A new study suggests that in addition to the often emotionally and physically challenging care they provide, caregivers should be seen as navigators of complex systems ostensibly designed to provide them resources and support. While the formal supports these systems can provide may offer caregivers relief and assistance, interviews reveal that the systems in which such supports are embedded can “exacerbate the stress and structural burden experienced by carers.”
In addition to the work they perform for their care recipients, family caregivers often function as care managers, which can require finding and evaluating formal care options, advocating with providers, or coordinating informal support. This becomes even more challenging when services are fragmented, overly bureaucratic, or uncoordinated. This study documents caregivers’ experiences navigating such systems and the resulting consequences.
Overall, participants described the system as “opaque, mysterious and lacking transparency.” The researchers also identified three main types of navigation challenges experienced by caregivers. The first they labeled “digging and hunting,” which involves learning what options exist and how to access them. This work was often complicated by vague or conflicting information. The authors note that being resourceful was imperative for gathering information, which privileged those who were persistent, asked questions, and could utilize social networks. Another challenge was identifying key providers.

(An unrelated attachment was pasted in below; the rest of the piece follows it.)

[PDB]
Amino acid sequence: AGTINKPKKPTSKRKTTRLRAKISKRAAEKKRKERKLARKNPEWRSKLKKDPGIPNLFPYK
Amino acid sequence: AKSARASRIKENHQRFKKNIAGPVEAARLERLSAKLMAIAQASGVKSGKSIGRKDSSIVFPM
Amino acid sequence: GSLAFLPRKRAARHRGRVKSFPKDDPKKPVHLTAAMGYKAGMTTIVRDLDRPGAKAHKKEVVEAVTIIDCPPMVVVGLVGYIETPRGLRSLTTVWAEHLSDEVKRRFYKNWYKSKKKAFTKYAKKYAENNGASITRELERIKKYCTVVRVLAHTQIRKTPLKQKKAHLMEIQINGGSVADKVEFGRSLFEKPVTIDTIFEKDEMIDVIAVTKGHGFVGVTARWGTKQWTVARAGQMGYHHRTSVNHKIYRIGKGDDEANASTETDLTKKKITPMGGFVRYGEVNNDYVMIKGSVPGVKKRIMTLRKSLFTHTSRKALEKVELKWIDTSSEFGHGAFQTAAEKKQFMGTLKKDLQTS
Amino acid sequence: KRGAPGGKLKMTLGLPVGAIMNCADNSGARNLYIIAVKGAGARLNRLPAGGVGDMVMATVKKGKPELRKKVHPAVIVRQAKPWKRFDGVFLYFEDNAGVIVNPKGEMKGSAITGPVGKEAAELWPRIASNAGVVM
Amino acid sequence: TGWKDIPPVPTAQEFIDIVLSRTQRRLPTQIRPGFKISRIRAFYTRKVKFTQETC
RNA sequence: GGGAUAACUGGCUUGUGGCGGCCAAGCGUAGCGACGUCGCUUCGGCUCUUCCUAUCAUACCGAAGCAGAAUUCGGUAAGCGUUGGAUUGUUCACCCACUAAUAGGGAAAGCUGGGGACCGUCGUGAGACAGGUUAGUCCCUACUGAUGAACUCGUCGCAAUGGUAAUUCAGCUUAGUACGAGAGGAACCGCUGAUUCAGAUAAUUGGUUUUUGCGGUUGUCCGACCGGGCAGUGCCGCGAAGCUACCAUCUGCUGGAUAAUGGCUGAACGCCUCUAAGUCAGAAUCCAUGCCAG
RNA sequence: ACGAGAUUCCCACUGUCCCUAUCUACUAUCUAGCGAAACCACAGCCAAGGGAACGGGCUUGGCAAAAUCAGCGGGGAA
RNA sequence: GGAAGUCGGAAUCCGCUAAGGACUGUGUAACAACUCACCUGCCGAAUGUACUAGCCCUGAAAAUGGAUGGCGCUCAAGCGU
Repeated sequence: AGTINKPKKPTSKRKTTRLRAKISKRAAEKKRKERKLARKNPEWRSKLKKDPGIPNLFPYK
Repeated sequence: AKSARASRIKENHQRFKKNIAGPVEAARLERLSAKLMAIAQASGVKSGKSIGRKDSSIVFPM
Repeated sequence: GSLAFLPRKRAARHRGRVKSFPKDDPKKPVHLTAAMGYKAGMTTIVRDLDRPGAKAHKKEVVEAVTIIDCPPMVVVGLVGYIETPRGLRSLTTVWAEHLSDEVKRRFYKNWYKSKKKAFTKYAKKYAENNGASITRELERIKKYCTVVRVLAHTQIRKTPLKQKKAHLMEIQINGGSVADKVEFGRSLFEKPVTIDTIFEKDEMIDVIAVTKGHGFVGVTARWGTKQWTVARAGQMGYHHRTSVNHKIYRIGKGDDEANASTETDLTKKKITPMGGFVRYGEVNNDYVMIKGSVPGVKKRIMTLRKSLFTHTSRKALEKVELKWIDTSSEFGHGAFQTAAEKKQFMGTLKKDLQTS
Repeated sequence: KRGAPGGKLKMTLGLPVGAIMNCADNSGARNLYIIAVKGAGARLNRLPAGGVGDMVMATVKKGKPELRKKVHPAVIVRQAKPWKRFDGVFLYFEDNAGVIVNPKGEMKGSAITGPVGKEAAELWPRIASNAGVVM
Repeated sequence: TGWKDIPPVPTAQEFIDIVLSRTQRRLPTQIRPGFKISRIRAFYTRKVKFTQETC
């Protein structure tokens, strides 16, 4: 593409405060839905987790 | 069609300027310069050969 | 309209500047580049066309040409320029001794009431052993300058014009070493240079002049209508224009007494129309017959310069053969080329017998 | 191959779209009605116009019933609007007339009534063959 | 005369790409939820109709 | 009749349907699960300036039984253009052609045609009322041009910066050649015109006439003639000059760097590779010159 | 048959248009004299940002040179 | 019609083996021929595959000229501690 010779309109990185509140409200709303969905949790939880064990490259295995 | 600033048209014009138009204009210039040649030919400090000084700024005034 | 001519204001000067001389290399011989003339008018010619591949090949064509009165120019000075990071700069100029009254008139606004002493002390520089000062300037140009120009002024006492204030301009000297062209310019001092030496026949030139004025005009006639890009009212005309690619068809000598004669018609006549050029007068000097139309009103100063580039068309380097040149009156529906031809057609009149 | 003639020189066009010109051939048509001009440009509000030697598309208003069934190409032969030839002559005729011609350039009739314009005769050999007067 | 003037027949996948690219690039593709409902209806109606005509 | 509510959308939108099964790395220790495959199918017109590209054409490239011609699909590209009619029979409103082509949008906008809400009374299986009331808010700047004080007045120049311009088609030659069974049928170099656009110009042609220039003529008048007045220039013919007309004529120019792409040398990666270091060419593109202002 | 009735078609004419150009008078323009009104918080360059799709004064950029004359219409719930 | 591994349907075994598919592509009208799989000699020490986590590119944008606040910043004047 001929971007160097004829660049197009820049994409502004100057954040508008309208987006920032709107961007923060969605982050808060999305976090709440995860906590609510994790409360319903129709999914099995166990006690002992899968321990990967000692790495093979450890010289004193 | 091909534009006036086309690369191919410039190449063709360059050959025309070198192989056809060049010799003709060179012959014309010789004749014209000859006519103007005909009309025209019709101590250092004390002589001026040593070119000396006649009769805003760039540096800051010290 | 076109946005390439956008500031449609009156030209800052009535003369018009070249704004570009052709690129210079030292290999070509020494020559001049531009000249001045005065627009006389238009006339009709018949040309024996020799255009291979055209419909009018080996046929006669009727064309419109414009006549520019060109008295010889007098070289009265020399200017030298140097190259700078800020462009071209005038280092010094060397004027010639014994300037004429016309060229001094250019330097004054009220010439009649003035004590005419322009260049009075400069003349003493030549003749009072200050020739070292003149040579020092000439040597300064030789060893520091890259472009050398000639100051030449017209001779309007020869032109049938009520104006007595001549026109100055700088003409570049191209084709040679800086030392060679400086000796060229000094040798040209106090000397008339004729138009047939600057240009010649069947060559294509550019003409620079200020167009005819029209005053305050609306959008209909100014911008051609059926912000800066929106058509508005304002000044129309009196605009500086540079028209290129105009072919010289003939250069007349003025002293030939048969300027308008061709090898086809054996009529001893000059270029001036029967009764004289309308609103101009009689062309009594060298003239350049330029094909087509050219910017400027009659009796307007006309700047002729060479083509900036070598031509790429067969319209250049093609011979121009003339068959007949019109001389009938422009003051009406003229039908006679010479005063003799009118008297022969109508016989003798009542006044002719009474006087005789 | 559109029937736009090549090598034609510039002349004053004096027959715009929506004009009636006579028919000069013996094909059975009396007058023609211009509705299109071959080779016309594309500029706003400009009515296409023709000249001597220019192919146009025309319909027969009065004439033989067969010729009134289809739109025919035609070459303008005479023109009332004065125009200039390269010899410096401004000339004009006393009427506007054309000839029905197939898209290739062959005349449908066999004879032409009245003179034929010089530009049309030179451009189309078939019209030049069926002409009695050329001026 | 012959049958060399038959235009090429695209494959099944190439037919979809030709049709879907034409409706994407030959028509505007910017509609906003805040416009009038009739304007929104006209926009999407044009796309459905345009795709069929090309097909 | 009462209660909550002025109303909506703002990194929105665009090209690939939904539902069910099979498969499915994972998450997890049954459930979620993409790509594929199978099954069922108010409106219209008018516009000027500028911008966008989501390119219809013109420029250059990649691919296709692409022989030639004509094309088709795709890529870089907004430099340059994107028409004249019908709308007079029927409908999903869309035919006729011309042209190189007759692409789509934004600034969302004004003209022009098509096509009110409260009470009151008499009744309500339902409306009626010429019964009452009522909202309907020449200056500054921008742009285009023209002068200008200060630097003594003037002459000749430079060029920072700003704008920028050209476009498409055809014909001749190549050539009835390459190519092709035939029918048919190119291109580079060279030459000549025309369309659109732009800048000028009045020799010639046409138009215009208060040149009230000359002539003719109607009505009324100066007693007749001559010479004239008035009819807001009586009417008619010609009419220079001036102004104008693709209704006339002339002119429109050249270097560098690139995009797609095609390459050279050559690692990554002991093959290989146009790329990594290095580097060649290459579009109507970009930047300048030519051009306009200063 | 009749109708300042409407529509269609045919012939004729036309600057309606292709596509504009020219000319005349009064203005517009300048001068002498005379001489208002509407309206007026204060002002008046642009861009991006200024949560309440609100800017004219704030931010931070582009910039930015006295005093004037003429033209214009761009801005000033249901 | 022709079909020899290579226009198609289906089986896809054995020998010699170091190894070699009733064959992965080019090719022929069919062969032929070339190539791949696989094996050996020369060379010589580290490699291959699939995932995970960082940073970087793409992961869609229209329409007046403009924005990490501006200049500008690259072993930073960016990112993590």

The next navigation challenge was “pushing through and working around,” where caregivers encountered inflexible, overly complex policies, restrictive eligibility, or long waits. This could apply to something as simple as acquiring compression stockings. To get what they needed, caregivers had to actively and persistently advocate for their needs or find alternative solutions.
The last navigation challenge was “navigating fragmentation,” which involved coordinating services and ensuring a smooth flow of care. Here, caregivers must link various services systems and often serve as the primary source of knowledge of the care recipient across organizations. This requires them to be organized and diligent in coordinating and monitoring care.
The authors note that two big questions emerge from this research: 1) How can this navigation be made easier? and 2) Are there ways that the need for some of this navigation can be eliminated?